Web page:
At UN, Pope Francis Declares the Environment Itself Has Rights

Pope Francis at the UN. (Photo: Ross Barkan for Observer)

Pope Francis at the UN. (Photo: Ross Barkan for Observer)

UNITED NATIONS–Underscoring the need to combat climate change around the world, Pope Francis declared at the United Nations that “any harm done to the environment” is “harm done to humanity.”

Francis, speaking in his native Spanish, stood before the General Assembly this morning, building on some of the themes he emphasized in a speech before Congress yesterday. His remarks came in advance of a major international conference on how to handle climate change.

“The ecological crisis” the Catholic leader said, “and the large-scale destruction of biodiversity, can threaten the very existence of the human species.”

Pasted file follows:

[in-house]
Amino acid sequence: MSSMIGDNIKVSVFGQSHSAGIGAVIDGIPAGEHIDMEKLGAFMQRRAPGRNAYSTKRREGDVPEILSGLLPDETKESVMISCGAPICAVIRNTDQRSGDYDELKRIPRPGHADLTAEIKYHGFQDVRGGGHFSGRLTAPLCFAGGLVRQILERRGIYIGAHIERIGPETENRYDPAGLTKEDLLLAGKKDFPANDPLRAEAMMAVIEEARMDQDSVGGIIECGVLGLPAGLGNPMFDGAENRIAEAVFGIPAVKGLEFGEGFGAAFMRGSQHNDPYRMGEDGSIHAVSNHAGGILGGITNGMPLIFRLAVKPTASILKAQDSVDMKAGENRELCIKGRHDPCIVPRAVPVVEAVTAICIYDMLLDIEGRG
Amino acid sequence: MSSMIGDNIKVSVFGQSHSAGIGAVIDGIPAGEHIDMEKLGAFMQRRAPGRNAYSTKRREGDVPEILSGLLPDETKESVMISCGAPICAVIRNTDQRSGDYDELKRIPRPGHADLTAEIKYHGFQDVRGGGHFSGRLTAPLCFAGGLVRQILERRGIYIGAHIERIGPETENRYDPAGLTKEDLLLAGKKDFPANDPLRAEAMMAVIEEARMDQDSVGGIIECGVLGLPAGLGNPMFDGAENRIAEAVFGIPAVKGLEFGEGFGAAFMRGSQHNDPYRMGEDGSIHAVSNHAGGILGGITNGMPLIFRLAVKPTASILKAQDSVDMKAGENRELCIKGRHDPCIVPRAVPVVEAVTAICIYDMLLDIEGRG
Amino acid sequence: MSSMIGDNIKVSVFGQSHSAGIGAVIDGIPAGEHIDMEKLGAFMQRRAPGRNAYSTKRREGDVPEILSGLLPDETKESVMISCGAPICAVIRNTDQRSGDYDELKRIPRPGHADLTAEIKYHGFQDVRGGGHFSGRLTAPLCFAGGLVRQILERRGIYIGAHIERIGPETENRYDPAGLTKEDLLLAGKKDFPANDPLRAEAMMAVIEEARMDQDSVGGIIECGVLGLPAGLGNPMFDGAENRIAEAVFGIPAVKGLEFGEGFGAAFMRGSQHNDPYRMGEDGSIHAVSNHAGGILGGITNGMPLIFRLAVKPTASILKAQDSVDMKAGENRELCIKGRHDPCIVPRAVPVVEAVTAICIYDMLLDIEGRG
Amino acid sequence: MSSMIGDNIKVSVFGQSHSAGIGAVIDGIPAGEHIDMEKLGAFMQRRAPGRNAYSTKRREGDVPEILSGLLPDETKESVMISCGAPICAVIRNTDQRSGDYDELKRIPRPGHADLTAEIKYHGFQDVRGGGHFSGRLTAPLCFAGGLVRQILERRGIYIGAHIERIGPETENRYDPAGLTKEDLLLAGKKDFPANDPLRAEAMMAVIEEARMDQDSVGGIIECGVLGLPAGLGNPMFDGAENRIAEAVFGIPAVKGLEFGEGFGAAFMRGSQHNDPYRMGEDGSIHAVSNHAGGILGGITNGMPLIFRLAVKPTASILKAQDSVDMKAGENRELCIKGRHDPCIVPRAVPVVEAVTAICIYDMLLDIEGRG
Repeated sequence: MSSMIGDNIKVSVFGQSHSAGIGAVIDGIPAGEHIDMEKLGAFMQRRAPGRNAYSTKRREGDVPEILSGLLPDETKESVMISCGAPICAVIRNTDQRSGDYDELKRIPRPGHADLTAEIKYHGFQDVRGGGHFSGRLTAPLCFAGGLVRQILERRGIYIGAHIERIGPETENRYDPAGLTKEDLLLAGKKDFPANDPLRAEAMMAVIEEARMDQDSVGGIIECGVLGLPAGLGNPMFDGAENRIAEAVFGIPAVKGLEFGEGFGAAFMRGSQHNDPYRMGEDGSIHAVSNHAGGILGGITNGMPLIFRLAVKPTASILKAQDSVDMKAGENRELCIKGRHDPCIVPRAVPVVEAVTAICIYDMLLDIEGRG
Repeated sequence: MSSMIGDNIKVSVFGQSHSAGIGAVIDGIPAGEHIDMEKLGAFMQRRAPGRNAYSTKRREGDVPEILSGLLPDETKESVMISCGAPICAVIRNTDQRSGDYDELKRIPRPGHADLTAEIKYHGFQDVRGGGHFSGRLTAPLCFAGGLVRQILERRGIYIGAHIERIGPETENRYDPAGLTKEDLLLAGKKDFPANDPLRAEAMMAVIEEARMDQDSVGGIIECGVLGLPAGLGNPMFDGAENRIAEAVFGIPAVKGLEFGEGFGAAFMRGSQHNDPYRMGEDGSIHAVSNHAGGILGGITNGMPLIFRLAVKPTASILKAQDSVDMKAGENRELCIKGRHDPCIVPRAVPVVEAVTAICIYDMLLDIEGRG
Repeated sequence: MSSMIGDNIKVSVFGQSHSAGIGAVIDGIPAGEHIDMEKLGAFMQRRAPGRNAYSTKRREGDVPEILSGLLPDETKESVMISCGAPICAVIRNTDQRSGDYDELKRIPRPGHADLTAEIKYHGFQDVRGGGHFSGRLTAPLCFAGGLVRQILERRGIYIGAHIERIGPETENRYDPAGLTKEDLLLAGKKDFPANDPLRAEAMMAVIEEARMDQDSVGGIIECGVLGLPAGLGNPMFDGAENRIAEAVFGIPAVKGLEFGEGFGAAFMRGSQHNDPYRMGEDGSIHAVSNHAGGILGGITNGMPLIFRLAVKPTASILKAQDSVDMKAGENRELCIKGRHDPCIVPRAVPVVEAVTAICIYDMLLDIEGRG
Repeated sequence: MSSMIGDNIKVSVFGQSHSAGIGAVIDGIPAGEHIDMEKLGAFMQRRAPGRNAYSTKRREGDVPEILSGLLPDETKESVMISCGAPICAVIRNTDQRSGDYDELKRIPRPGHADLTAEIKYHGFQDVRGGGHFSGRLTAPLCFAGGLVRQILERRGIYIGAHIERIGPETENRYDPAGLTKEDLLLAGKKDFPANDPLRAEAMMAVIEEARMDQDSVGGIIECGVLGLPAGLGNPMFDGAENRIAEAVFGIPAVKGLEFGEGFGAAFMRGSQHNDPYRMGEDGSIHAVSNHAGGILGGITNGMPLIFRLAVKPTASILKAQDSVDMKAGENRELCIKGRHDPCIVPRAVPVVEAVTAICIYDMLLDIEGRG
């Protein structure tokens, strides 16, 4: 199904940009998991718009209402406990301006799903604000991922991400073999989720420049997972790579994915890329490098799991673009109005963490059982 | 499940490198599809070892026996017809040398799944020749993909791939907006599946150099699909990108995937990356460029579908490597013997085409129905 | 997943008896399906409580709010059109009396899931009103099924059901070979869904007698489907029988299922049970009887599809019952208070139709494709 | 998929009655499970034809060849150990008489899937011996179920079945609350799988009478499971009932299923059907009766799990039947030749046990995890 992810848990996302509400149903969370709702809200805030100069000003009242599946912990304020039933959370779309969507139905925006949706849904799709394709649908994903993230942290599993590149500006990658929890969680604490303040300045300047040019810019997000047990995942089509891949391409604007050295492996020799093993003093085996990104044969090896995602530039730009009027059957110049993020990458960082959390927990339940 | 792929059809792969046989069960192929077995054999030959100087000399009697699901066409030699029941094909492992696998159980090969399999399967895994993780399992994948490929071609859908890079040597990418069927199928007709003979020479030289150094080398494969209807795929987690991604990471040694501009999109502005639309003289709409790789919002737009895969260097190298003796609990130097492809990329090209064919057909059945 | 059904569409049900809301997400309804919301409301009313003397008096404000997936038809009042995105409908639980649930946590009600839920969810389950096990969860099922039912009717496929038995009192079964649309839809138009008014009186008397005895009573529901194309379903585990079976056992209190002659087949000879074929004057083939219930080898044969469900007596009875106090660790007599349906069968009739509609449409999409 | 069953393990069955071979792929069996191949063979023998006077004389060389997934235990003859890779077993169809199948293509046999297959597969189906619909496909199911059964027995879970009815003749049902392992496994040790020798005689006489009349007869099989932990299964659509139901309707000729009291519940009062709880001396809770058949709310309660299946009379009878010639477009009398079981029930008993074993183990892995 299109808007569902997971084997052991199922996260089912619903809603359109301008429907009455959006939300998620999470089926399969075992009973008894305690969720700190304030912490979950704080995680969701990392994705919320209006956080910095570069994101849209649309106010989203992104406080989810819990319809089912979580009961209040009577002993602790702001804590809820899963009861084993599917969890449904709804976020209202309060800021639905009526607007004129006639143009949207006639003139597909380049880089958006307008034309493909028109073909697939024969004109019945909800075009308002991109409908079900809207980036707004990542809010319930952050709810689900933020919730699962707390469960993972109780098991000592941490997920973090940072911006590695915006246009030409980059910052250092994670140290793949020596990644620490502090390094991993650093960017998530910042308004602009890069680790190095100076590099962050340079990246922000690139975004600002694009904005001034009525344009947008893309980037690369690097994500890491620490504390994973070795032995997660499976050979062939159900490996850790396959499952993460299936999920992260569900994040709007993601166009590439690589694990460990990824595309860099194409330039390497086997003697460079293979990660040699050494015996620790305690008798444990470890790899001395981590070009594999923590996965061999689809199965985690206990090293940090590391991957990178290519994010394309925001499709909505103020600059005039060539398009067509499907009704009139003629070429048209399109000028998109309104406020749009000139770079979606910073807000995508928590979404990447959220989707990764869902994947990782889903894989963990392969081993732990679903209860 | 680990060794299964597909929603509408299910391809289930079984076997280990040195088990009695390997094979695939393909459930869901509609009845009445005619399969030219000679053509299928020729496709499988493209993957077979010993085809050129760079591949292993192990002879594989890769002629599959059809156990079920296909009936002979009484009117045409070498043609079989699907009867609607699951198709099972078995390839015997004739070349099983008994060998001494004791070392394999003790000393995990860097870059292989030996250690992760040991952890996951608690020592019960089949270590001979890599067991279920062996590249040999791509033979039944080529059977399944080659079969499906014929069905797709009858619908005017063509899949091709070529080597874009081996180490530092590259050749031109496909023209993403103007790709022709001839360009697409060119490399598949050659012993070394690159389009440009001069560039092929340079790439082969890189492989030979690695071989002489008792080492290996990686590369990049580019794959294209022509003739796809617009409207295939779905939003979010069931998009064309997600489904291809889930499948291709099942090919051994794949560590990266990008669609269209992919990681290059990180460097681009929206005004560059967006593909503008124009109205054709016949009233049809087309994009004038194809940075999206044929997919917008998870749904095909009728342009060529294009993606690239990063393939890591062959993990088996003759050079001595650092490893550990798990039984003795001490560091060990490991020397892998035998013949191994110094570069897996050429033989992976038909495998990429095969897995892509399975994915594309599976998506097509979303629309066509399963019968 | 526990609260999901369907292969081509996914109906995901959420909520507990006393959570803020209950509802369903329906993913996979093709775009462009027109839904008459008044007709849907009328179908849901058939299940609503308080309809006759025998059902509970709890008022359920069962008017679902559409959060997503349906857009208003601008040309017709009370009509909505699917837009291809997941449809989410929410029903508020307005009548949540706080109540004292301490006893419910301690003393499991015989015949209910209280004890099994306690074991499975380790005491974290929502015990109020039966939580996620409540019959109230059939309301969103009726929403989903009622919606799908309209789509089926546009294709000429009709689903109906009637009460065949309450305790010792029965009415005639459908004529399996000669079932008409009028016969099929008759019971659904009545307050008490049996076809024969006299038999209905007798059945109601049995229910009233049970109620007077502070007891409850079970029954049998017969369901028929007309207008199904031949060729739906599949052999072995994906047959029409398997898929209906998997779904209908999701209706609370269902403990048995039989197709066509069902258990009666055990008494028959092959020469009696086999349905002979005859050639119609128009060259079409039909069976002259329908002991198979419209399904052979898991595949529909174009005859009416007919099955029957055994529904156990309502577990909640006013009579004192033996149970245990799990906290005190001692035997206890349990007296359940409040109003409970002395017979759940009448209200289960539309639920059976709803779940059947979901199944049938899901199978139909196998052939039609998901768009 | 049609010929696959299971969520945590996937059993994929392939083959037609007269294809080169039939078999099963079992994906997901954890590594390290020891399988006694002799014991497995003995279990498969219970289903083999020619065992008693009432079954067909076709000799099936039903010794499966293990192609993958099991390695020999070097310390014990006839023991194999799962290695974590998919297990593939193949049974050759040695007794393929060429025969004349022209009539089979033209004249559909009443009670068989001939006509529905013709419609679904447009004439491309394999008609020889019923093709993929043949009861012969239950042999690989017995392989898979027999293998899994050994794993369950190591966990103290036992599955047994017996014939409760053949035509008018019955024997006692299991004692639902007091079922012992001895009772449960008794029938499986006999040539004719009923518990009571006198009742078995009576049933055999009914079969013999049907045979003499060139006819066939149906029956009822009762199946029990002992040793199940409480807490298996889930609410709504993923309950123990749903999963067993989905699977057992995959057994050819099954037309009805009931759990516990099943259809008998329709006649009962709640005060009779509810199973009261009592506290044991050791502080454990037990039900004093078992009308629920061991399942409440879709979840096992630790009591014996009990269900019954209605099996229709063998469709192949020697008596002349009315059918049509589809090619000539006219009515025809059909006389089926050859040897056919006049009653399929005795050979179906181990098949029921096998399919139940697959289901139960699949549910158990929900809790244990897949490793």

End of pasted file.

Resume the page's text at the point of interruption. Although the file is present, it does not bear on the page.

Applause in the General Assembly was lighter—and more polite—than the occasionally raucous outbursts from members of Congress, and no one nearby appeared to cry like John Boehner, the speaker of the House and a devout Catholic.

In a low, steady cadence, Francis linked the destruction of the environment to economic inequality and greed. “The poorest are those who suffer most from such offenses, for three serious reasons: they are cast off by society, forced to live off what is discarded and suffer unjustly from the abuse of the environment. They are part of today’s widespread and quietly growing ‘culture of waste,’” he said.

He declared that humans must recognize a “moral law” written into “human nature itself.”

“Consequently, the defense of the environment and the fight against exclusion demand that we recognize a moral law written into human nature itself, one which includes the natural difference between man and woman, and absolute respect for life in all its stages and dimensions,” Francis said.

A pope hasn’t visited the United Nations since 2008, when Pope Benedict XVI journeyed to New York to urge a more vigorous defense of human rights around the world.

At UN, Pope Francis Declares the Environment Itself Has Rights